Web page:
The EPU - how does it work and why hydrazine?

Always wondered why the F-16 has a tailhook, or how big a bigmouth F-16's mouth really is ? Find it out here !
  • Author
  • Message
Offline

parrothead

Elite 3K

Elite 3K

  • Posts: 3280
  • Joined: 10 May 2004, 23:04

Unread post19 May 2004, 18:20

Sorry if this seems like a simple question or something I should already know, but I keep reading about the F-16's EPU and its use of hydrazine. I was able to find out in the glossary that it stands for Emergency Power Unit.

I have several questions, actually.

1 Why is it there? Isn't there a Ram Air Turbine to provide electrical power in the event of an engine or generator failure?

2 How does it work?

3 Why use hydrazine? I assume it's the fuel for the EPU, but if that's the case, couldn't something less toxic be used?

4 What is meant by "firing" the EPU and how is it pinned safe? Is it similar to an ejection seat in that way?

Thanks for helping guys! :D
No plane on Sunday, maybe be one come Monday...
www.parrotheadjeff.com
Offline

IDCrewDawg

Forum Veteran

Forum Veteran

  • Posts: 857
  • Joined: 22 Apr 2004, 16:54
  • Location: Florida

Unread post19 May 2004, 19:37

1 Why is it there? Isn't there a Ram Air Turbine to provide electrical power in the event of an engine or generator failure?


It's there for the stated name - An emergency and it provides power. No there is not a RAM air turbine to provide electrical power.

2 How does it work?


It provides power in modes. Bleed Air (that is it is augmented by bleed air from the engine) Or Hydrazine in this mode it uses the Hydrazine (H-70) from the tank located in the right strake, there is a process that uses nitrogen to turn the liquid H-70 into a gas and turn the turbine as the gas is expelled out the right lower strake. In the Bleed air mode the operation of the EPU is greatly extened, however if hydraulic pressure falls below a predetermined pressure the H-70 will begin to flow at greater amounts and provide the needed hydraulic and electrical power in order to fly the jet. In the H-70 only mode you have approximatly 10 minutes of operation from the EPU.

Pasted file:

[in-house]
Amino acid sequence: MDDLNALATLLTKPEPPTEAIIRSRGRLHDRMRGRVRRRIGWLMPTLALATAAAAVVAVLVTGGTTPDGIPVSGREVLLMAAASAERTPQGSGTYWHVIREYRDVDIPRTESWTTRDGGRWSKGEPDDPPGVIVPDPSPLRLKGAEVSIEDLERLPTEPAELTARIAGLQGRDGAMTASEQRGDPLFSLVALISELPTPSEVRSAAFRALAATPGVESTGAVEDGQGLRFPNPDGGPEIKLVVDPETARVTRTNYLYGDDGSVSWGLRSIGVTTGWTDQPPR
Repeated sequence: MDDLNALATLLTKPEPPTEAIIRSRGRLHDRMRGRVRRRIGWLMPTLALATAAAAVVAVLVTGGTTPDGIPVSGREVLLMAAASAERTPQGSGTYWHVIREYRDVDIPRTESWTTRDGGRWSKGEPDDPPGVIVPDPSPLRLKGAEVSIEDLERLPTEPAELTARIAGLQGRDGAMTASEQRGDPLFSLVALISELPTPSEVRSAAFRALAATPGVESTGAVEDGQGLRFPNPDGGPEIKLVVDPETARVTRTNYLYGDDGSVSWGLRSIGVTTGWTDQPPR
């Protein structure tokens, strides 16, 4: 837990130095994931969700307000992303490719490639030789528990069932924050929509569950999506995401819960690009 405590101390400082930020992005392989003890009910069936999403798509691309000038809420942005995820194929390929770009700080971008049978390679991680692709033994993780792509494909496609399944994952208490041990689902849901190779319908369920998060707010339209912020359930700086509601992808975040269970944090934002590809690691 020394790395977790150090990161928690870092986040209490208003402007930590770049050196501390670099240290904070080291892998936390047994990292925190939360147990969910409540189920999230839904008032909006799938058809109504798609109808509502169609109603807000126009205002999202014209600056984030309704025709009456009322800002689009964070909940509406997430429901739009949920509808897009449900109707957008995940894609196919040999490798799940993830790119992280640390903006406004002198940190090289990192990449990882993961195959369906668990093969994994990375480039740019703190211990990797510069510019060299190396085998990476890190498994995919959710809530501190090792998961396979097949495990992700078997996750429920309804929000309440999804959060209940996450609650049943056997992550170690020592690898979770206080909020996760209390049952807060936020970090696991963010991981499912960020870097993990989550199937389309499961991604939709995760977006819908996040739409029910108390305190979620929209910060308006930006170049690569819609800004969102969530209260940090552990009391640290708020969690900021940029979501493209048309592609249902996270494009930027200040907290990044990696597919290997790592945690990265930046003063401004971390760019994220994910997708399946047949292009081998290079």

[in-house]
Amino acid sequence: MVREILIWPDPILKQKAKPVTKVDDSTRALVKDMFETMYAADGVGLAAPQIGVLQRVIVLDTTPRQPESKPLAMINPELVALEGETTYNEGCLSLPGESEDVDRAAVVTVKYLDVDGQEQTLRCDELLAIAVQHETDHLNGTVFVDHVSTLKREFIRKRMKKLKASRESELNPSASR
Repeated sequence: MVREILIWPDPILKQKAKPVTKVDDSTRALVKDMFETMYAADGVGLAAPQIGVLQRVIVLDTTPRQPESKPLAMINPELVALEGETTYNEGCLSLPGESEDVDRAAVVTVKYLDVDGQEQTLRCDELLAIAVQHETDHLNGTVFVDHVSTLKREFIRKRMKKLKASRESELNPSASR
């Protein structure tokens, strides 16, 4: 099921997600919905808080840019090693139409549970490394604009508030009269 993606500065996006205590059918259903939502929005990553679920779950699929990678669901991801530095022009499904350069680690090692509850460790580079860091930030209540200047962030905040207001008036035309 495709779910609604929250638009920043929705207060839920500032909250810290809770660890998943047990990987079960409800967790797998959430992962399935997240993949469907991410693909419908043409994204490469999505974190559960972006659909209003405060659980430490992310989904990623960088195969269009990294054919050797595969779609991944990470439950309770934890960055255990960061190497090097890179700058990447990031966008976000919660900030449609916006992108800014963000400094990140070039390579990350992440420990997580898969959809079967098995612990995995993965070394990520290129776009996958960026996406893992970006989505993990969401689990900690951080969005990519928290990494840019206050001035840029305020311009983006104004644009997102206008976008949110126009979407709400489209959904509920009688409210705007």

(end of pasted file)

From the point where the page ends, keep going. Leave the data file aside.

4 What is meant by "firing" the EPU and how is it pinned safe? Is it similar to an ejection seat in that way?


Firing the EPU is accomplish by two means, manually and automaticly. Manuall selection is done by the pilot, and this activates the H-70 only mode and can be terminated manually as well, operation time in this mode is the same as automatic H-70 mode. Automatic H-70 mode is actuated by loss of both hydraulic systems pressure falling below a predetermined pressure, or loss of electrical power. The EPU is safed with a saftey pin on the righ side of the inlet, it's particular location depends on what block you are refering to.
Offline

parrothead

Elite 3K

Elite 3K

  • Posts: 3280
  • Joined: 10 May 2004, 23:04

Unread post19 May 2004, 19:43

Thank you for a very clear answer to my question IDCrewDawg! :D
No plane on Sunday, maybe be one come Monday...
www.parrotheadjeff.com
Offline

IDCrewDawg

Forum Veteran

Forum Veteran

  • Posts: 857
  • Joined: 22 Apr 2004, 16:54
  • Location: Florida

Unread post19 May 2004, 19:47

You're welcome!
Offline

Tankrat

Active Member

Active Member

  • Posts: 203
  • Joined: 08 Apr 2004, 21:40

Unread post19 May 2004, 19:53

3 Why use hydrazine? I assume it's the fuel for the EPU, but if that's the case, couldn't something less toxic be used?


Because it burns like you would not believe, The temp gets up to around 1800dec.

Is there an alternative, im not sure, yea its pretty toxic, I have had a few bleached shirts from it, but I prolly wont see the effects for another 10 years :)
Offline

parrothead

Elite 3K

Elite 3K

  • Posts: 3280
  • Joined: 10 May 2004, 23:04

Unread post19 May 2004, 20:04

Hydrazine in this mode it uses the Hydrazine (H-70) from the tank located in the right strake, there is a process that uses nitrogen to turn the liquid H-70 into a gas and turn the turbine as the gas is expelled out the right lower strake.


Quote:
3 Why use hydrazine? I assume it's the fuel for the EPU, but if that's the case, couldn't something less toxic be used?

Because it burns like you would not believe, The temp gets up to around 1800dec.


IDCrewDawg gives me the impression that the H70 is merely converted to a gas (H2?), thereby expanding and using the resulting pressurized gas to turn the turbine. Tankrat says the H70 burns like there's no tomorrow. I'm not doubting either of you and you're probably both right, I'm just a bit confused.